HIV/AIDS Research and Welfare Centre (HARC) organised a three-day workshop for sex workers in Bangladesh from the 17th to 19th of April, 2016. A total of thirty-nine sex workers took part in the workshop in Rajshahi, a city in northwest Bangladesh close to the border with India. APNSW Regional Coordinator Kay Thi Win, and Consultant Habib Rahman facilitated the workshop.
The workshop focussed on three themes: human rights, community empowerment and leadership. Using discussions, presentations, group work, role-playing, brainstorming and videos, participants explored the real issues that sex workers in Rajshahi experience and suggested recommendations to minimise the challenges they face.
“This has been a milestone in the history of sex workers in Rajshahi,” said Shoeuly, a 32-year-old sex worker. “I have been working for sex workers for over ten years, but I have never received a training on human rights, community empowerment or leadership.”
In discussing human rights, participants shared their experiences of a wide range of human rights violations. All participants reported that violence at the hands of police was common, including rape, arrest, extortion of money, and detention in jail. Even non-governmental organisations (NGOs) working with sex workers did not respect their rights. Sometimes, sex workers were paid less than they were supposed to be paid.
Sex workers at the workshop said both community empowerment and leadership were new topics for them. They had never heard any organisation talk about empowering communities of sex workers before. World Health Organisation recommendations have emphasised for several years the need to address community empowerment, violence against sex workers and organisational development as part of HIV/STI interventions. However, all the NGOs working with sex workers only provided training on condoms, STIs and HIV testing and counselling. There was no other training or discussion for sex workers in Rajshahi.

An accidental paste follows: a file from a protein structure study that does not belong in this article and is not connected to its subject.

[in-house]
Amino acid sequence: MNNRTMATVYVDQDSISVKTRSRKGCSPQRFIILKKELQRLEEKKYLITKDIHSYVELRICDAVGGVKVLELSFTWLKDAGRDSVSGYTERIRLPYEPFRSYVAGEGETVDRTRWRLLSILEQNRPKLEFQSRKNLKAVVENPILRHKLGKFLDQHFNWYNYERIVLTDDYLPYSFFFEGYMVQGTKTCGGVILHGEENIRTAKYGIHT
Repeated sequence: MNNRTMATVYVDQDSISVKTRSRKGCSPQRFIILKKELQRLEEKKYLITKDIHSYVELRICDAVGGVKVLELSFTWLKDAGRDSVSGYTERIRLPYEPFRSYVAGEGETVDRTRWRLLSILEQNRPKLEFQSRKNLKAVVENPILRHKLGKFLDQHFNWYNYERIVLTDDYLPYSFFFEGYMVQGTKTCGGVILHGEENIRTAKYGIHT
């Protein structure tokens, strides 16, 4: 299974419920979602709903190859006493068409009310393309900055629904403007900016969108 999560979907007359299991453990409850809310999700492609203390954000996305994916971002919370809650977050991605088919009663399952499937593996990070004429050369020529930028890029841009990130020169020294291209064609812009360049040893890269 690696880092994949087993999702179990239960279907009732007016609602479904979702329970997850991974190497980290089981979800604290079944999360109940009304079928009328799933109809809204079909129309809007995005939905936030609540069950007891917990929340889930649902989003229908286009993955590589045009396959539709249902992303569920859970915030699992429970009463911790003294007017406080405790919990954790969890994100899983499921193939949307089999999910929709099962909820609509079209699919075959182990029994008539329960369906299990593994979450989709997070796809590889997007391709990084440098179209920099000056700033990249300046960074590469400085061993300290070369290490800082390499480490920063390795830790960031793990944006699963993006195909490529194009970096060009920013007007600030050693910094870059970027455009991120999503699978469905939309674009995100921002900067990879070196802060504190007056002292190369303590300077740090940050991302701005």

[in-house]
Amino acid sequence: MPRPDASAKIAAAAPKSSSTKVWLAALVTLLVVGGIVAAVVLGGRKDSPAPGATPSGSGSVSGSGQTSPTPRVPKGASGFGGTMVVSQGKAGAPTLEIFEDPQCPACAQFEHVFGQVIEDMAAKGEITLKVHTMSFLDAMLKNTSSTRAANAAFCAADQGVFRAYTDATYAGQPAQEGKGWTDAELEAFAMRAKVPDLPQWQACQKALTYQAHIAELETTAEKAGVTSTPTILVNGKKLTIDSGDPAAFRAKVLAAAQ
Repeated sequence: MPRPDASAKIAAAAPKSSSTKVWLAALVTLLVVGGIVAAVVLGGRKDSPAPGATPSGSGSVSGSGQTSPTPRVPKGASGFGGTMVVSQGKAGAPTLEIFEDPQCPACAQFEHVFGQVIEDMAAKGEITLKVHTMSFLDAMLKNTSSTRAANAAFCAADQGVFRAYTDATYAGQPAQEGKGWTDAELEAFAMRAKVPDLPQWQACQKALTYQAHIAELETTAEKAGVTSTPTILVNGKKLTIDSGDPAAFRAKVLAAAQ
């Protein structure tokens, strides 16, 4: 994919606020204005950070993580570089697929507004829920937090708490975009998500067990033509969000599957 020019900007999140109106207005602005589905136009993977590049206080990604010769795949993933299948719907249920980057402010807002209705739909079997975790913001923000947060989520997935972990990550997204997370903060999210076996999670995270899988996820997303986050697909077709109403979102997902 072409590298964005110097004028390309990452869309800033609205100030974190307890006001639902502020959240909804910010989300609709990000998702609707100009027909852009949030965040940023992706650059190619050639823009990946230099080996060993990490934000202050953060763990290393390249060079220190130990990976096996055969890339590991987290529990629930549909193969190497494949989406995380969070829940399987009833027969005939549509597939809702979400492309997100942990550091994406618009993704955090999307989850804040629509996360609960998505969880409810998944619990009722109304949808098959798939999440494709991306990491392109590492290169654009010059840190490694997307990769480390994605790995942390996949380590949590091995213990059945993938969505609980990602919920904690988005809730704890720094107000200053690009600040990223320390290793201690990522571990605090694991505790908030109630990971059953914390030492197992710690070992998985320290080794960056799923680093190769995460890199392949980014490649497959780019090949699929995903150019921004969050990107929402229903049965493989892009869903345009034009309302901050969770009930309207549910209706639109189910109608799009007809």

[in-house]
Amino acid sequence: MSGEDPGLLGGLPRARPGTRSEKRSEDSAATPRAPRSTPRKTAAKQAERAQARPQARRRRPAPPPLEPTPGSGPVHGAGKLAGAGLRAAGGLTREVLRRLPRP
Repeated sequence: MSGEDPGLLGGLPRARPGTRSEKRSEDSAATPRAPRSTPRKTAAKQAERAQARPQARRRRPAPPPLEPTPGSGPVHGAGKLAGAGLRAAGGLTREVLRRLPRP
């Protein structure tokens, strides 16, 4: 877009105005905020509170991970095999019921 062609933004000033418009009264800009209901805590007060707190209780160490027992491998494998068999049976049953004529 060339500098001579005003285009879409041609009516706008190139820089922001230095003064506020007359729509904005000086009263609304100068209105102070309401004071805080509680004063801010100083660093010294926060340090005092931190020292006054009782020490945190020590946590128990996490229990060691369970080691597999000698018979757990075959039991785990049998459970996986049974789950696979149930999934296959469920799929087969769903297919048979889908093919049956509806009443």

Some NGOs working with sex workers actively resisted the idea of sex worker empowerment and leadership. Several participants shared stories about when a sex worker in their community became more confident and addressed important issues with their boss, only to lose their job as a result of speaking up.
Participants also shared that some sex worker organisations in Rajshahi are closing due to lack of funding. Meantime, all the HIV and STIs related funding in the city is going to non-sex worker organisations that have no idea about human rights, community empowerment and sex worker leadership.
One of the highlights of the workshop was on the third day, when the Superintendent of Police in Rajshahi City contacted the meeting to request more information about police harassment of sex workers. Local journalists had been invited to the opening workshop session, and had been writing each day about the issues sex workers were raising at the meeting. Two sex workers went to meet the Superintendent of Police and discussed the issues in detail. The Superintendent said he had not been aware of this issue, but took it very seriously. He committed to addressing treatment of sex workers during the police coordination meeting with all police officers, with a clear message: stop police violence.
At the end of the workshop participants drafted and shared a press release. It called on all the people and decisions-makers of Rajshahi to stop violence, stigma and discrimination against sex workers, and to protect the human rights of sex workers.
The workshop was made possible through funding from the Red Umbrella Fund.